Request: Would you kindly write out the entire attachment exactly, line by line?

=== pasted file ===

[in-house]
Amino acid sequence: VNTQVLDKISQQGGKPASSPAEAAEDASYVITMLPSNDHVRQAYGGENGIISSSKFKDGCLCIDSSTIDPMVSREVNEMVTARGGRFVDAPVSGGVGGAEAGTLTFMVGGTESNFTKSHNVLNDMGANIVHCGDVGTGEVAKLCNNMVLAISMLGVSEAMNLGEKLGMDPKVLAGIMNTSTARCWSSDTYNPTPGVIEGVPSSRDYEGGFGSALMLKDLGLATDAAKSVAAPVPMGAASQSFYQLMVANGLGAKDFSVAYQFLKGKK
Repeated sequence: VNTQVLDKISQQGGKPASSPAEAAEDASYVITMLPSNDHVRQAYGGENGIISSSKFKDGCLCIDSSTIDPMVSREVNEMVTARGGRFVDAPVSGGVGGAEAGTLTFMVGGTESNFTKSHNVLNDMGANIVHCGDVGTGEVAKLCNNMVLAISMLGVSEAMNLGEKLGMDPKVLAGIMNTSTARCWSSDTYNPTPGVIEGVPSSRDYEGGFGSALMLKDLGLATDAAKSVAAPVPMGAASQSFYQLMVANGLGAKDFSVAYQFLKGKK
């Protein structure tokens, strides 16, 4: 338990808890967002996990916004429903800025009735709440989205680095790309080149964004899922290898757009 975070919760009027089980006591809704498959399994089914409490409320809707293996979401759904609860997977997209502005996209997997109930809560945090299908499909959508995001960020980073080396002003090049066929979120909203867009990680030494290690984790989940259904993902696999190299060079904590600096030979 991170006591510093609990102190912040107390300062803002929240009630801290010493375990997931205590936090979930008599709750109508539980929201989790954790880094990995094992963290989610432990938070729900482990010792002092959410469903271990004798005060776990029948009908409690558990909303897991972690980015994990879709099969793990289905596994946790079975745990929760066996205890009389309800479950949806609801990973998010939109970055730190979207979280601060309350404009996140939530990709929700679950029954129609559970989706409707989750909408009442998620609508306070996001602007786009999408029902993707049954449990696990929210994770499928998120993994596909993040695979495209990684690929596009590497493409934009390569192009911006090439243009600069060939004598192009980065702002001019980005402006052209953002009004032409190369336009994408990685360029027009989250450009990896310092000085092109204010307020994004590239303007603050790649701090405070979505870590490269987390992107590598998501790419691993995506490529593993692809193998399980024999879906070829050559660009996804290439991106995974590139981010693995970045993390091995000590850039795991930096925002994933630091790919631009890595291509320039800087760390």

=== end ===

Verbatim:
[in-house]
Amino acid sequence: VNTQVLDKISQQGGKPASSPAEAAEDASYVITMLPSNDHVRQAYGGENGIISSSKFKDGCLCIDSSTIDPMVSREVNEMVTARGGRFVDAPVSGGVGGAEAGTLTFMVGGTESNFTKSHNVLNDMGANIVHCGDVGTGEVAKLCNNMVLAISMLGVSEAMNLGEKLGMDPKVLAGIMNTSTARCWSSDTYNPTPGVIEGVPSSRDYEGGFGSALMLKDLGLATDAAKSVAAPVPMGAASQSFYQLMVANGLGAKDFSVAYQFLKGKK
Repeated sequence: VNTQVLDKISQQGGKPASSPAEAAEDASYVITMLPSNDHVRQAYGGENGIISSSKFKDGCLCIDSSTIDPMVSREVNEMVTARGGRFVDAPVSGGVGGAEAGTLTFMVGGTESNFTKSHNVLNDMGANIVHCGDVGTGEVAKLCNNMVLAISMLGVSEAMNLGEKLGMDPKVLAGIMNTSTARCWSSDTYNPTPGVIEGVPSSRDYEGGFGSALMLKDLGLATDAAKSVAAPVPMGAASQSFYQLMVANGLGAKDFSVAYQFLKGKK
């Protein structure tokens, strides 16, 4: 338990808890967002996990916004429903800025009735709440989205680095790309080149964004899922290898757009 975070919760009027089980006591809704498959399994089914409490409320809707293996979401759904609860997977997209502005996209997997109930809560945090299908499909959508995001960020980073080396002003090049066929979120909203867009990680030494290690984790989940259904993902696999190299060079904590600096030979 991170006591510093609990102190912040107390300062803002929240009630801290010493375990997931205590936090979930008599709750109508539980929201989790954790880094990995094992963290989610432990938070729900482990010792002092959410469903271990004798005060776990029948009908409690558990909303897991972690980015994990879709099969793990289905596994946790079975745990929760066996205890009389309800479950949806609801990973998010939109970055730190979207979280601060309350404009996140939530990709929700679950029954129609559970989706409707989750909408009442998620609508306070996001602007786009999408029902993707049954449990696990929210994770499928998120993994596909993040695979495209990684690929596009590497493409934009390569192009911006090439243009600069060939004598192009980065702002001019980005402006052209953002009004032409190369336009994408990685360029027009989250450009990896310092000085092109204010307020994004590239303007603050790649701090405070979505870590490269987390992107590598998501790419691993995506490529593993692809193998399980024999879906070829050559660009996804290439991106995974590139981010693995970045993390091995000590850039795991930096925002994933630091790919631009890595291509320039800087760390």